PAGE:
Lyr Req: ... for death's where justice is
Subject: Lyr Req: ... for death's where justice is|
From: Allan C.
Date: 26 Feb 14 - 11:10 AM
I just finished watching an old TV show in which a drunk character sings snatches of a song or songs. The first one I was able to find and turned out to be the first two lines of a quotation from the New England Primer. The entire quotation, dated as early as 1683, is this:
Our days begin with trouble here,
our life is but a span,
And cruel death is always near,
so frail a thing is man.
Then sow the seeds of grace whilst young,
that when thou com'st to die,
Thou may'st sing forth that triumph song,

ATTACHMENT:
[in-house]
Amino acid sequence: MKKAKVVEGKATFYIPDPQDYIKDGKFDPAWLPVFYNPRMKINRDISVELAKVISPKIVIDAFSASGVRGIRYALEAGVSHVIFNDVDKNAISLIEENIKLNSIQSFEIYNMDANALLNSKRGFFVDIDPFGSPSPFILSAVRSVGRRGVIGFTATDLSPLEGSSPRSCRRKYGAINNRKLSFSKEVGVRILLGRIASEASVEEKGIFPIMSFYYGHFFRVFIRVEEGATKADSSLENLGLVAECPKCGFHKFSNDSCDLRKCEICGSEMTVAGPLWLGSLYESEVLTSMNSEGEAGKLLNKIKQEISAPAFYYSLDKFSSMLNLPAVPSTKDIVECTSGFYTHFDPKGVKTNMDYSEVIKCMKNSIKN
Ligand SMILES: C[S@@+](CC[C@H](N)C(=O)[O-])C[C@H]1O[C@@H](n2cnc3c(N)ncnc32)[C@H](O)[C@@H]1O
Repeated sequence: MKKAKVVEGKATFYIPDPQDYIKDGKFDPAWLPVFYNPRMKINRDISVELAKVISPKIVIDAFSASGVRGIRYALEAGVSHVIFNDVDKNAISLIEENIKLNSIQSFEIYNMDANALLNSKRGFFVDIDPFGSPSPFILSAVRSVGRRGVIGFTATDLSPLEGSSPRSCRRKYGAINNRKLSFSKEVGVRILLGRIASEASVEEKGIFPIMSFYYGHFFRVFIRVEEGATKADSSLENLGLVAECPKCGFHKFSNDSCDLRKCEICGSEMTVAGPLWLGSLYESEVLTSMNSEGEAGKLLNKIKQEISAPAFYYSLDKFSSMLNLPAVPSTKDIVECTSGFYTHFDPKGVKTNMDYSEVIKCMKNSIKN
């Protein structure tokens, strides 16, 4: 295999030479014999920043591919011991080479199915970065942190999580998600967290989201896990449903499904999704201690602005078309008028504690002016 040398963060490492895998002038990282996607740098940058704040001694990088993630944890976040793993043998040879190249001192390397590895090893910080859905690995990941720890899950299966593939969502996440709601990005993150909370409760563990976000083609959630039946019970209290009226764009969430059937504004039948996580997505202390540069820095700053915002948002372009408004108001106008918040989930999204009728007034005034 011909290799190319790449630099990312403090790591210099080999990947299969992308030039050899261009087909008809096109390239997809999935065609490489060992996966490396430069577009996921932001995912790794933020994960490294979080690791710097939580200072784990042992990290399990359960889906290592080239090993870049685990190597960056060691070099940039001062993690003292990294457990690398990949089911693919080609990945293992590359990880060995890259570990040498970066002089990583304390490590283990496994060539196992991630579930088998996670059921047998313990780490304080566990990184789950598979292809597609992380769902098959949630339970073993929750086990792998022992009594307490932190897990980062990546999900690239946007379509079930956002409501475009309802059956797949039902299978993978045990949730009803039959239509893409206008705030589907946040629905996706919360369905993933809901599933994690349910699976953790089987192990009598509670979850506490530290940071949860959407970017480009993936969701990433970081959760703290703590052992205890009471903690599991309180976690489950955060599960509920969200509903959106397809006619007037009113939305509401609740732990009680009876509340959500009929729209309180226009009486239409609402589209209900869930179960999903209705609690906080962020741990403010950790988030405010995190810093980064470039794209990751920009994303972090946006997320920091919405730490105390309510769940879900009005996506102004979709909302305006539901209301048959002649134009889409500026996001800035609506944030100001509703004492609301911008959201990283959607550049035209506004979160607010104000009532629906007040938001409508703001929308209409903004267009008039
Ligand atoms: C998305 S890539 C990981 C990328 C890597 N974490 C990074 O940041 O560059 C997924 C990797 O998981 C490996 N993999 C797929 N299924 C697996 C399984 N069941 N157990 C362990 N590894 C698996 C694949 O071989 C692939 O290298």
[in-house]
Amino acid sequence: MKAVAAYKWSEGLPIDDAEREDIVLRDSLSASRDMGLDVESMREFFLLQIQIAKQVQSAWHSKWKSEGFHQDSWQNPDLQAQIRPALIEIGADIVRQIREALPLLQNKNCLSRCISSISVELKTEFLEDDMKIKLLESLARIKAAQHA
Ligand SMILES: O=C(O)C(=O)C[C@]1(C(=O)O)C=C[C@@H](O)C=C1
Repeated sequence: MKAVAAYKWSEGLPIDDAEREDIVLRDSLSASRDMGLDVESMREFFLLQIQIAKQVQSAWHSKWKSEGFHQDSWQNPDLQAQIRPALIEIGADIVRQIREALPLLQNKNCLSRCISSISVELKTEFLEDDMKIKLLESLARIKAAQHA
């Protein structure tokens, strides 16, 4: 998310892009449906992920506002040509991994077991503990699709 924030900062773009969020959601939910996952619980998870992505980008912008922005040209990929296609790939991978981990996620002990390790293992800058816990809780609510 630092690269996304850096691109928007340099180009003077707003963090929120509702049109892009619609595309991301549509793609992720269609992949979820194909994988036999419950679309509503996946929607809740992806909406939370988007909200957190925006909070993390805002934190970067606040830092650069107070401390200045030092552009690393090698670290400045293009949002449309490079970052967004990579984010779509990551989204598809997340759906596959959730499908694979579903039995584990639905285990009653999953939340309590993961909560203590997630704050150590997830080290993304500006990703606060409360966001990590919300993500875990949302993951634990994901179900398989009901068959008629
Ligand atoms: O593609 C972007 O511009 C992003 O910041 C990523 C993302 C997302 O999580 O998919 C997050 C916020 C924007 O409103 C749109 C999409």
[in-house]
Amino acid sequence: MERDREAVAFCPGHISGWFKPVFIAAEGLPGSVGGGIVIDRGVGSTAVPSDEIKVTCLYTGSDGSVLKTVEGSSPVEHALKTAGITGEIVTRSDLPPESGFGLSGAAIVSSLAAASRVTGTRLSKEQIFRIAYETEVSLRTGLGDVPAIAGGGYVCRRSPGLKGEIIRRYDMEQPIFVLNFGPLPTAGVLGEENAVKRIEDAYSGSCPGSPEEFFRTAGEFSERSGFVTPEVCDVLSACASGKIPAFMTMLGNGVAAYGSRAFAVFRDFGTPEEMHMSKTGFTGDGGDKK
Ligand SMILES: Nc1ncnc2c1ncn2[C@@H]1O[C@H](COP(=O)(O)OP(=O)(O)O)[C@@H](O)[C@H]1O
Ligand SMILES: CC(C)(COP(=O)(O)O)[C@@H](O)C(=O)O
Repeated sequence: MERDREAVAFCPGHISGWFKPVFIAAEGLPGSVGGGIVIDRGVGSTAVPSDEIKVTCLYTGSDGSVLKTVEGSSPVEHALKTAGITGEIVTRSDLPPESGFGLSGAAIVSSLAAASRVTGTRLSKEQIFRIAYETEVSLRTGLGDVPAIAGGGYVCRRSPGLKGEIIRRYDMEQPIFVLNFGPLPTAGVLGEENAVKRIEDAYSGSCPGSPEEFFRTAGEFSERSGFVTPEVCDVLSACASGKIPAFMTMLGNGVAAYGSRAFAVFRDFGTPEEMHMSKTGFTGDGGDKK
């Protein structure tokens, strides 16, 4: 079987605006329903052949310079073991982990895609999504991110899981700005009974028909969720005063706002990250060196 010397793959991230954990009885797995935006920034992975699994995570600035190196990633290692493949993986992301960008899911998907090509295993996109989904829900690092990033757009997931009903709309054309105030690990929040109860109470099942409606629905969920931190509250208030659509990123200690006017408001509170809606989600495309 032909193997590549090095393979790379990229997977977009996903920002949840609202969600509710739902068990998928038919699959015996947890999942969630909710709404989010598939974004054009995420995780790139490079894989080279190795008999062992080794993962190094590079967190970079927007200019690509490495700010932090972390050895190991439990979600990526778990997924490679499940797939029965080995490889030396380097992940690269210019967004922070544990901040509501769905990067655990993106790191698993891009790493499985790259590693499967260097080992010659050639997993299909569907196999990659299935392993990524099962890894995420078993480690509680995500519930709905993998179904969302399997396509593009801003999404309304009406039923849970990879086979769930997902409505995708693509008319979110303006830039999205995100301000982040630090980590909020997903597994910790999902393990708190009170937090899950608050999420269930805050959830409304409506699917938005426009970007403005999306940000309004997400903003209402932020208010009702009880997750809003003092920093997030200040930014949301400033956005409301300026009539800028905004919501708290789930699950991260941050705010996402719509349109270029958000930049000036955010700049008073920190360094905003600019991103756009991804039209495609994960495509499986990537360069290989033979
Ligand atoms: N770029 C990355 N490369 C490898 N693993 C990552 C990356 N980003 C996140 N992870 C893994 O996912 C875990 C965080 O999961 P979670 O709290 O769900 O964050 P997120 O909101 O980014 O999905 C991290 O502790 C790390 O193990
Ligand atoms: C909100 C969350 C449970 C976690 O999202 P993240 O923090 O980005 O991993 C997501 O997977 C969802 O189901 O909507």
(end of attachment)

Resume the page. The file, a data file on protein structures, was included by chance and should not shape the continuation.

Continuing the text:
Death where's thy victory.
The second bit of singing consisted of these lines and I am wondering if they are from a real song or poem. Does anyone recognize them?
"... Oh lament all that which is ... will only bring despair and hate ... for death's where justice is."
Subject: RE: Lyr Req: ... for death's where justice is|
From: Q (Frank Staplin)
Date: 26 Feb 14 - 12:56 PM
The verse in the first quotation are the last eight lines of 'Advice to His Children', written by John Rogers before he was burnt at the stake, February 14, 1554, at Smithfield (Queen Mary's reign).